See ya at the end of October, Georgetown! Since I posted last, I have passed two blood tests with flying colors. I think I’ve come up with the winning pre-test cramming session. I take the 5am Orange Theory class,don’t drink anything after, drive to the Lombardi Cancer Center, run up and down about 7 flights of stairs, then have Jeannie take my blood as fast as she can. Roll your eyes if you want to, but it’s yet to fail. It’s worked so well that I “only” have to come back to DC for CT scans, and that’s once every six weeks. It’ll almost be Halloween before I return. Nothing scary about that!
I’m in the middle of a Wendy trip, multiple stops and this time, two weeks Away from home. I’m somewhere over North Carolina, I’m guessing, inexplicably in seat 1D, even though I again forgot to check in early on Southwest and was in the high B’s. Squirrel. Nut. I’m not complaining. I’m on my way to Orlando to host the Canine Companions for Independence Gala and do some Growing Bolder work, and I’m coming from Indianapolis, where I finally got to meet Dr Patrick Loehrer, completing the Thymic Carcinoma triumvirate.
When I was diagnosed the first time in 2013, I learned that most cancer centers, including both of mine, have never seen an actual case of TC. I also learned that there are three doctors in the country who can actually be called experts in the field. Two are in the DC area where my family lives (Dr G and Dr Rajan at the NCI, my first doc); the third is in Indy, at the IU Cancer Center. And I went to IU. So when my Pi Phi girls planned a football weekend ( more about that in a minute), I reached out to Dr Loehrer to see if I could come say hi. Some, ok, most of my motivation is so he’ll know me should I ever need him, which is likely. The PHA drug won’t work forever.
Dr Loehrer insisted that he have all my TC records. I couldn’t believe it, just so I could say hi? That’s three years of documens and scan DVDs from three hospitals and the NIH. I’d never gather all that in two weeks. It actually took one phone call to each institution and just a few days. No rookies there. And he gave all of it back to me, so for the first time, all of my records are actually in one place. In a box I express mailed to myself in Park City. But I digress.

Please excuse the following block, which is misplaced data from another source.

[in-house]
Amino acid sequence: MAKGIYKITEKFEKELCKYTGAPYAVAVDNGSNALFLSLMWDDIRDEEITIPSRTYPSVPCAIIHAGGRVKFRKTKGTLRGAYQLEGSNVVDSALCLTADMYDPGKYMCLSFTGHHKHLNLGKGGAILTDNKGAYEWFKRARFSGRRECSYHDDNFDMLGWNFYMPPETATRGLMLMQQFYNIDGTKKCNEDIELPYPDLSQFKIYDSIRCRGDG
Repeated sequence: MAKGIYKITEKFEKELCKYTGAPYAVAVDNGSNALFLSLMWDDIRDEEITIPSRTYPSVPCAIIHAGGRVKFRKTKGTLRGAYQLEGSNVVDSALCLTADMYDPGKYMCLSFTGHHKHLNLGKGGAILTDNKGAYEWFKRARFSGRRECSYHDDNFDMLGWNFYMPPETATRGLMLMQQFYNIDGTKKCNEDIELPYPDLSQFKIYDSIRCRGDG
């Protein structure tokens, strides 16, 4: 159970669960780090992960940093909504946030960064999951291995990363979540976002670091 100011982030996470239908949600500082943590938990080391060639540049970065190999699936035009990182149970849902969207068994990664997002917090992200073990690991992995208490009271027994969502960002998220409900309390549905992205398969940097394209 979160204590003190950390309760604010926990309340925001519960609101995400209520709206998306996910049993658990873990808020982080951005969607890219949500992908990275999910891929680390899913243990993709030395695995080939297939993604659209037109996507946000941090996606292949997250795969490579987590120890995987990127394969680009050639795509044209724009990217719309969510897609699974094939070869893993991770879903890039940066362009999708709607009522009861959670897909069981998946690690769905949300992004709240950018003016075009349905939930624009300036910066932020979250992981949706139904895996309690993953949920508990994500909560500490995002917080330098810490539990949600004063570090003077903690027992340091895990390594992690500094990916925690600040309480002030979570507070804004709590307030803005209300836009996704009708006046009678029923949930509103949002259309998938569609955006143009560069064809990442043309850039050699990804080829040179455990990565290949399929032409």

Dr Loehrer was great. He gave me names of drugs to research and told me I’m not categorically out of future immunotherapy trials just because Keytruda gave me Diabetes (really good news). He agreed with both Dr G and Dr Rajan (who I saw when I picked up my NCI records) that I am on the best treatment course right now and should stay on it as long as I can. And we talked about Chris. She was one of my sorority sisters who was diagnosed with a thymic cancer that killed her seven years ago. He (and Dr G, yesterday) said it’s odd that two women who lived together for three years would both get versions of an incredibly rare cancer. Two’s not a cluster, but it makes professionals’ antennae go up, for sure. And it makes me realize again how lucky I am to have been diagnosed when I was, when there were trials that give hope. I don’t think any of that existed for Chris.
The reason I was in Indiana at all was because of these girls:
They’re sorority sisters from IU reunited again in Indy and Bloomington. It was return to Nick’s,
To 328 E. Third Street, where we lived for three years:
And to the stadium, for the game. Which we lost, just like I remember from the early 80s:
It was such a fantastic weekend that made me relect on true friendship, one that lasts for 33 years, even when years pass without seeing each other. I love meeting and making new friends, but this group has been through life together: Beginnings and endings, births and deaths, marriages and divorces. I don’t have to give background on stories, just developments. I don’t have to think twice before I say something , because there’s no judgement here. Ask for anything and it’s yours; actually, you don’t even have to ask. It’s most likely already been offered, times three. I can’t wait til next time we gather!
And one final update On my upcoming Antarctica trip. My 70-something, adventurous, incredible friend, Heike, is coming with me. I am so excited to have her along. She has had so many adventures and has been so many places; it’s going to be phenomenal to go somewhere neither of us has been. Much more on this to come. #Defy!